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Software development matters
Oct 4

Written by: Oleg Zhukov
10/4/2008 1:52 AM

Some time ago I've run into the concept of idiomatic design patterns. I soon liked this term and added it to my developer's vocabulary. Well, what is the idiomatic design pattern?

An idiomatic design principle is a common design rule which applies to a specific technology or field. Good examples of idiomatic patterns are C# design guidelines given in Jeffey Richter's famous "CLR via C#" book. For instance, he recommends using the following construct:

    Company comp = contact as Company;
    if (comp != null)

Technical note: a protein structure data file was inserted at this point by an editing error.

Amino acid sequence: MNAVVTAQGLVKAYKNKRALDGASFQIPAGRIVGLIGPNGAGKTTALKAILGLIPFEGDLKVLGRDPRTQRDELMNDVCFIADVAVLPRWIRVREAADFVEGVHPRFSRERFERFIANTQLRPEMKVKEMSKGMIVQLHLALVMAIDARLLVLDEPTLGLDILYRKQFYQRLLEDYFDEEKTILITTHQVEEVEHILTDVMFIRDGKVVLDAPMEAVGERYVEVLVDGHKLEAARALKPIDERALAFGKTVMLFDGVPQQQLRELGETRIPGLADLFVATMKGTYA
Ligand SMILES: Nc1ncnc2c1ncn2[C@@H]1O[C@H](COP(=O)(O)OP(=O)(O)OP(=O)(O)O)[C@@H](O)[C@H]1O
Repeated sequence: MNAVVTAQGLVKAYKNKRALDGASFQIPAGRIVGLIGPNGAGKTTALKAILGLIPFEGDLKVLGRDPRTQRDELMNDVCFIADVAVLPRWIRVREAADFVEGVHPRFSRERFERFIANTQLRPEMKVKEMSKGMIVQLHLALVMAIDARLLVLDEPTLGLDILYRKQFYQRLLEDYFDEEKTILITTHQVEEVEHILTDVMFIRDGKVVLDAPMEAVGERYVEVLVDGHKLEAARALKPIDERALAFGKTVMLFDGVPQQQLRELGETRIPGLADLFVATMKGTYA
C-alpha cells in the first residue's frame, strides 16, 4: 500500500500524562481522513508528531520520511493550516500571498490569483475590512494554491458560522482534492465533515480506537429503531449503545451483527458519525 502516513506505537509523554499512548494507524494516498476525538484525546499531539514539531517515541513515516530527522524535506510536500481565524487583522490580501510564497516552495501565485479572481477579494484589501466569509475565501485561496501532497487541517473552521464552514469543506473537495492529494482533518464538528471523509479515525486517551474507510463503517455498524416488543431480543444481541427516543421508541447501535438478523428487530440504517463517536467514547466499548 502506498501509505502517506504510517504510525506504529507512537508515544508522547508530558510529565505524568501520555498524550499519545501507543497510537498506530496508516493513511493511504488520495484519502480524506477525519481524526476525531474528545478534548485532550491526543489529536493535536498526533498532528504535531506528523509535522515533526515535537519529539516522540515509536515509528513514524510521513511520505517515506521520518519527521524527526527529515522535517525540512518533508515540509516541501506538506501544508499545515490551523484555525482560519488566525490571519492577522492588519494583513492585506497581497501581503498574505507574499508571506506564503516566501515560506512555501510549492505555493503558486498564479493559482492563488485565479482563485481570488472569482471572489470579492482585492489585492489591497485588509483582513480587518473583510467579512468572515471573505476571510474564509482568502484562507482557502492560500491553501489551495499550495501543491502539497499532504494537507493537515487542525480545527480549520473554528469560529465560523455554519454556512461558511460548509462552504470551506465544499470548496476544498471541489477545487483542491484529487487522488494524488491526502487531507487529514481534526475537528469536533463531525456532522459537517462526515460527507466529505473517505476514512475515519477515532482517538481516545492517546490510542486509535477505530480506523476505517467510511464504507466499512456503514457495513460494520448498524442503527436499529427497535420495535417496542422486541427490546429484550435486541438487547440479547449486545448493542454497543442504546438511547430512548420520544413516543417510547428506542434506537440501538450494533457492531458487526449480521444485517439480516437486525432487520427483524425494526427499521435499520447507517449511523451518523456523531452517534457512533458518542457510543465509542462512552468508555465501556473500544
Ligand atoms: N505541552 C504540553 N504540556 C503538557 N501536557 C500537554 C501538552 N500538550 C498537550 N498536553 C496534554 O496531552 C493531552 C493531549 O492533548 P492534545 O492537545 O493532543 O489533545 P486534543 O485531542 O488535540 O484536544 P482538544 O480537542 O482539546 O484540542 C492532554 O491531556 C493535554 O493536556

{
        // Do something
    }

instead of:

    if (contact is Company)
    {
        Company comp = contact as Company;
        // Do something
    }

since the latter code fragment contains more type conversions (two against one in the former fragment).

Sometimes idiomatic principles emerge as a consequence of fundamental design patterns. This is the case with a recommendation to less use the .NET List<T> generic type. For details see Dino Esposito's recent article.

Another examples of idiomatic patterns are the coding standarts adopted by a particular development team. They are the idiomatic rules intended for a specific software project, pure and simple.

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